Grief is Love
It offers you an opportunity to
feel blessed to have loved so dearly
I stood in the family room this morning leaning against the wall with tears rolling down my cheeks and a heartfelt smile on my face.
My kittens were entertaining me with their mischievousness, Bobby was scaling the flyscreen whilst Elke watched him, as soon as he jumped down she pounced on his head. Knowing she was in trouble now, she ran quickly for cover under her climbing post only to be pulled out by her leg and her ear playfully nibbled on… I could watch this for hours.
My little fur babies have filled my heart with so much love and given my mind easy distraction.
The tears rolling down my cheek were remindful of the minutes before their playful interruption. When I was thinking about my stepson who left us five months ago now.
While my heartbroken husband is having another rough day, it pains me not to be hiding under his desk ready to embrace him when his heartache surfaces.
It is challenging knowing that a couple of our children have such heavy hearts but are burying it down, not ready to feel it. I am standing on the sidelines for when they’re ready. As are many.
But this week, the grief has hit me.
I have dreamt of Flynn every night for the past four nights. I drove down the beach on Sunday, in the pouring rain so I could just cry. I don’t feel comfortable doing this in my home. If no one else is upset, I don’t want to bring it to their awareness in that moment.
I try to keep it to myself when I think of all the things I wish I said those last days in Fiji to him, when he was reaching out, I tried to be kind and insightful, but knowing what I know now, I wish I did more.
The guilt I feel for moving Oska and Flynn to another row on the plane home because they were kicking sick Marli’s seat in front of us and stirring trouble wherever they could.
All things I cannot change. All things I did without the awareness of what was truly lingering in his heart and mind.
Beating yourself up is the most unhelpful thing you can do, but no human would ever lose someone and not reflect over their final moments with them. I forgive myself for not seeing it coming but I also can’t help but wish I did.
I also reflect on those special times too. The plane over to Fiji I was sat with Oska and Flynn and we laughed and joked the whole way, Glen was grimacing from across the plane as he watched me act like a teenager with them, sticking chewing gum in each other’s hair and laughing at a decibel that may be slightly disrespectful to other passengers. Poor Glen, left to be the sensible one.
I laugh as I think about eating lunch with Banjo, Hugo and Marli at the pool side restaurant when Flynn & Oska appear behind me saying panicked, “You better come quick” and led me to the balcony of their room where they had completely smashed the full sized window from trying to open a coconut by throwing it at the concrete when it bounced up and smashed the window to absolute pieces.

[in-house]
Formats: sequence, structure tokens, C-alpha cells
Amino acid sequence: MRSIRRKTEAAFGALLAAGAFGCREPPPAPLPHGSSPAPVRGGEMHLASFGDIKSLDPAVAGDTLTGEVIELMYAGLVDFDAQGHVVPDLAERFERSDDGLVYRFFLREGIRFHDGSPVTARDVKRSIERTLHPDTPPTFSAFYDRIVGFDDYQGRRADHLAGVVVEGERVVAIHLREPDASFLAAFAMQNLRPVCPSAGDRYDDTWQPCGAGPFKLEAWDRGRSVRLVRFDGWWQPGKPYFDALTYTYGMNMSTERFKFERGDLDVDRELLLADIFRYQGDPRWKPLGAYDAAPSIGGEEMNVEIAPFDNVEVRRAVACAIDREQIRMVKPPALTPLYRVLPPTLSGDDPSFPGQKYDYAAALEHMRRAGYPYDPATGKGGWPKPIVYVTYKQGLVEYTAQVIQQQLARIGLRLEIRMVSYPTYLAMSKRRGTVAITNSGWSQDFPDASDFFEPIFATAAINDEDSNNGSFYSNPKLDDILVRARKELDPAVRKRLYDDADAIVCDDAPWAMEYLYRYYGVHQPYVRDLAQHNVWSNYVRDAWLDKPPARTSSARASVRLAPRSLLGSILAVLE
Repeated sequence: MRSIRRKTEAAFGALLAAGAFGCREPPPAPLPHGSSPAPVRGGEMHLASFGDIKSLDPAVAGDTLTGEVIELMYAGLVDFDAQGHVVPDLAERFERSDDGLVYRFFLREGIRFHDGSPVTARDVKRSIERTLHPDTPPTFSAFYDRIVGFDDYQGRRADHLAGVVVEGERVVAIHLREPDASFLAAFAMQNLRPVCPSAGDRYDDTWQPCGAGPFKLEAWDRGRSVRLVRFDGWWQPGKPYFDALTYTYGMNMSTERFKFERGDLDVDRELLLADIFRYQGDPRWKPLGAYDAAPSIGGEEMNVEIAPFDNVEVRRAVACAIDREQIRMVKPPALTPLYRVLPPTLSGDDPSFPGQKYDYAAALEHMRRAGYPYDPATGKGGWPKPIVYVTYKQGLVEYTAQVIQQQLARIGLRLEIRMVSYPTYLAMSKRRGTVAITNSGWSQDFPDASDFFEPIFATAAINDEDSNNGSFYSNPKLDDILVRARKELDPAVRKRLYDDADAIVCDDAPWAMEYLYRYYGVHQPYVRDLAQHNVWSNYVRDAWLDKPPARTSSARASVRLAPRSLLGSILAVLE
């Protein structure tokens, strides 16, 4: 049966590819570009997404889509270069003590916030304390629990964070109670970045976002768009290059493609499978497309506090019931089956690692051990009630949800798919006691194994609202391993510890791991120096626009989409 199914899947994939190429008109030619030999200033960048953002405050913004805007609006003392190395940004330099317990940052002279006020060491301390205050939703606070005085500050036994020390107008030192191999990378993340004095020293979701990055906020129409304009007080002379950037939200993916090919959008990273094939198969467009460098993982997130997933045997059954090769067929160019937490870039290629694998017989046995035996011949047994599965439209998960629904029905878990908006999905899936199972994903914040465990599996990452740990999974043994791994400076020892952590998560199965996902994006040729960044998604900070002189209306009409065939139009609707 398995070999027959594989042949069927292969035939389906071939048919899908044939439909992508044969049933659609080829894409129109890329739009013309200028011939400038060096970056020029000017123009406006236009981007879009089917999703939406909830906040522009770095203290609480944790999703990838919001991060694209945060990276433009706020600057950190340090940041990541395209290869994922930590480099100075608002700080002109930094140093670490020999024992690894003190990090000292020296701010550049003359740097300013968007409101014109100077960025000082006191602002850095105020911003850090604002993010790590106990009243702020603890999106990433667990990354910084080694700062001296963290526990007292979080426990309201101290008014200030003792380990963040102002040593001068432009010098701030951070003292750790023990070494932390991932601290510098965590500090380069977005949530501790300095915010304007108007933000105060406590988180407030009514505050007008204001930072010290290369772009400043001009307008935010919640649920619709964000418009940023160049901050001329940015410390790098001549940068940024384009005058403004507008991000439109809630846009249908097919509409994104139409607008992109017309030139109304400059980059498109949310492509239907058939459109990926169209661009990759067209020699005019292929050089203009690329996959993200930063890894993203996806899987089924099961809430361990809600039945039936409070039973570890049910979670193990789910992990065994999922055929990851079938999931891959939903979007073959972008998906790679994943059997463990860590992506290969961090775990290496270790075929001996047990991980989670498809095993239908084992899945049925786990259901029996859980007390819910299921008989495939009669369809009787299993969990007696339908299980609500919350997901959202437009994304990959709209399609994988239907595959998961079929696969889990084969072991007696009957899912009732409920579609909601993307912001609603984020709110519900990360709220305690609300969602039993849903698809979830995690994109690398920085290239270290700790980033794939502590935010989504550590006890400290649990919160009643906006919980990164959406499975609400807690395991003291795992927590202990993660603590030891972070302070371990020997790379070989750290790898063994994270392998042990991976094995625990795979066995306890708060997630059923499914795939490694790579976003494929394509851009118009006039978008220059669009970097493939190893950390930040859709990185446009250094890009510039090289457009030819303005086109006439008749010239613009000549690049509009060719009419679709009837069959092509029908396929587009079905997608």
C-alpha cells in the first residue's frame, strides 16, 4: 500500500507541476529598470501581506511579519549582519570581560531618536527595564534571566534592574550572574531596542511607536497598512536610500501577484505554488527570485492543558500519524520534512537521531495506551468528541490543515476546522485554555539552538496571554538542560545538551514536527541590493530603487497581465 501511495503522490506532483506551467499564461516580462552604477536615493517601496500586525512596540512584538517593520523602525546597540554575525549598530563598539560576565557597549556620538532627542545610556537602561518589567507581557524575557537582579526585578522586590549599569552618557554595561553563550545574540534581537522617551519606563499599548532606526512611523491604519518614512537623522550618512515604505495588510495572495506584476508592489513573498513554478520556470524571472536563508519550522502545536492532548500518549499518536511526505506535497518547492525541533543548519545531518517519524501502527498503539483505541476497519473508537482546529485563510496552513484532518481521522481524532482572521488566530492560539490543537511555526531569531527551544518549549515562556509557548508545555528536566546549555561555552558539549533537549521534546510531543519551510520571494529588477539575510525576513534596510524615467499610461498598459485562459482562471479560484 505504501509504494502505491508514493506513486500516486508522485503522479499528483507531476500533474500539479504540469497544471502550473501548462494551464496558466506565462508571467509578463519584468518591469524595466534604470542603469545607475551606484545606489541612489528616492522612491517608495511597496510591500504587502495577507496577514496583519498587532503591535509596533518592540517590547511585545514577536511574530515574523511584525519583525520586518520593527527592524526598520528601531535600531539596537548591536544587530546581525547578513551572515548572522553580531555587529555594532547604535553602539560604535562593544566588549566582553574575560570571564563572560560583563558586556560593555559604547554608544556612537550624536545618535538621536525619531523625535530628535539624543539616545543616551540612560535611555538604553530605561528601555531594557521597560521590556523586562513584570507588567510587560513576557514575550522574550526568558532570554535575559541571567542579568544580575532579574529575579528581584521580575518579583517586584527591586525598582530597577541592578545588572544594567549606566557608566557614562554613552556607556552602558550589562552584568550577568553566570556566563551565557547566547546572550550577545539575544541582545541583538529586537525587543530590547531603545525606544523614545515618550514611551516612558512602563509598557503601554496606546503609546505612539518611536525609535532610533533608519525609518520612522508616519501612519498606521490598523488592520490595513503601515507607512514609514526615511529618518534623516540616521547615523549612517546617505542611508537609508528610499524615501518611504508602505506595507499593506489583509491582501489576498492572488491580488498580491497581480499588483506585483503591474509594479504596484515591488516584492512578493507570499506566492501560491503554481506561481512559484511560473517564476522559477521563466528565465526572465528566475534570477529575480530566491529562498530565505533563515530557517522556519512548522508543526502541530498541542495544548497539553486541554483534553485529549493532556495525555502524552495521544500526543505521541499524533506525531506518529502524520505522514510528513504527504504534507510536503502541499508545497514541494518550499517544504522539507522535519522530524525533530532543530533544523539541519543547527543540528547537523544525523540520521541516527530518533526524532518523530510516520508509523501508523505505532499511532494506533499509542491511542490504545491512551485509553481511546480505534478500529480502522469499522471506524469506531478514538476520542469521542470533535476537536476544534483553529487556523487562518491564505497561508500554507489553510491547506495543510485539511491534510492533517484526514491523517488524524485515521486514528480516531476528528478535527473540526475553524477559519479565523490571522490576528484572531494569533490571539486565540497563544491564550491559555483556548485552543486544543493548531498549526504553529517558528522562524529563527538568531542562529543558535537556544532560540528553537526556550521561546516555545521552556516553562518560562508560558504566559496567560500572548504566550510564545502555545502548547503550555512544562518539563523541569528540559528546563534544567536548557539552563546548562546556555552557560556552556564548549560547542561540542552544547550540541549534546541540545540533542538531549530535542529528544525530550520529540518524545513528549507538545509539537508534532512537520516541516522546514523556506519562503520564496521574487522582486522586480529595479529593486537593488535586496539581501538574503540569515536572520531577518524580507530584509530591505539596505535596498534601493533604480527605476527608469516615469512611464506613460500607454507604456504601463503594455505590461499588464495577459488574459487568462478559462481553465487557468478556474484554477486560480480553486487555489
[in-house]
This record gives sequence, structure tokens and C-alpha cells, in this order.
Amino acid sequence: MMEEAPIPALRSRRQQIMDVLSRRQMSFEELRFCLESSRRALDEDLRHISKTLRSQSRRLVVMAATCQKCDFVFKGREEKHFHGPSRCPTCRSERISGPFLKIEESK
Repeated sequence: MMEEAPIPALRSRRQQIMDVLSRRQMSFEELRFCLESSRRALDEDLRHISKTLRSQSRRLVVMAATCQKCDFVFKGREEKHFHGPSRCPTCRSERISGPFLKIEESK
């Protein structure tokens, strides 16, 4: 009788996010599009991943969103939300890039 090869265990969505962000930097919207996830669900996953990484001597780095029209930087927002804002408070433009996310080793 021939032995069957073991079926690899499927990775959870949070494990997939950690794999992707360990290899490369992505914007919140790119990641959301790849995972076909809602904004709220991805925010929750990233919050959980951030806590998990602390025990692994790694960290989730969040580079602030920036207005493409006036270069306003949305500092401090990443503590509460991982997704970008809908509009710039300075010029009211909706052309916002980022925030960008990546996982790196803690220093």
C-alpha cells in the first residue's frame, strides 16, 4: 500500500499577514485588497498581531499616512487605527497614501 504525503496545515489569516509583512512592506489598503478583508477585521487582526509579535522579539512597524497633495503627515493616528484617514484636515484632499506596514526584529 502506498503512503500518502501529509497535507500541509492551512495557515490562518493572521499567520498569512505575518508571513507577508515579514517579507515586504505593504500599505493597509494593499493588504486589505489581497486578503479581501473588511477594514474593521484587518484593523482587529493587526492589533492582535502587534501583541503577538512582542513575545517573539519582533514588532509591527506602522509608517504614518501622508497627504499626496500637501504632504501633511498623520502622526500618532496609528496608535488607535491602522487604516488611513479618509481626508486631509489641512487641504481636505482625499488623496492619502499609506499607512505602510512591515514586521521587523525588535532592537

They were more scared of my Mothers reaction, given they were sharing a room with her than they were the hotels. They asked, “If we put the lounge in front do you think she will notice?”
Ah boys, the whole window was missing!
I was proud of them for going straight to reception and confessing their silliness and asking for a broom to begin to clean it. Of course, a broom wasn’t going to cut it, they had to change rooms.
There are many more crazy moments in time like these and quiet moments listening to music we both loved in the lounge while he explained how the sounds were made, the artists background and any other facts only a true musician would know.
We had our moments of not understanding each other and moments we did.
He was a complex and sensitive soul, which I guess I am too, but in very different ways.
I accept death. I accept the impermanence of all our blessings in life.
My first son Braith was gifted to me for 7 ½ months, I have no right nor would it serve me to believe I shouldn’t have experienced this loss.
I am grateful for loving him, it was my honour to Mother him and several months is better than having never known him.
Flynn was in my life for 7 years. It was also my honour to have shared some of his life with him. It was challenging, I won’t sugar coat reality. He challenged me greatly but I am so grateful for having him in my life. For learning from him and feeling him around us now, watching over us.
Although I accept, I still feel. And sometimes I feel sad. Sad for my broken hearted loved ones, sad for him and sad for me. I am ok with that.
Because through my sadness I come to a place like this, where I can cherish the small things like my kittens playing.
I come to a place through my sadness where I remember the good times too, where I can feel him around us and then my sadness turns into peace in my heart.
I will get sad again, maybe even before the day is out, but I will honour this knowing that “This too shall pass” this leads me to a humble place of embracing life for all it is and knowing how dam lucky I am for all my blessings in life… they’re not mine to keep.
Just mine to experience and lovingly let go when it is time.
To all those out there experiencing grief, I read a beautiful quote today by Jamie Anderson. In short it said, Grief is really just love. It is all the love you want to give but cannot.
For me, this means when you feel the grief, send it up to your loved one and share with them how much they meant to you and then send it out to those you love still here.
Have gratitude in your heart for all the love you have been honoured to experience. Connecting and loving is what this life is all about.
Biggest of love to you today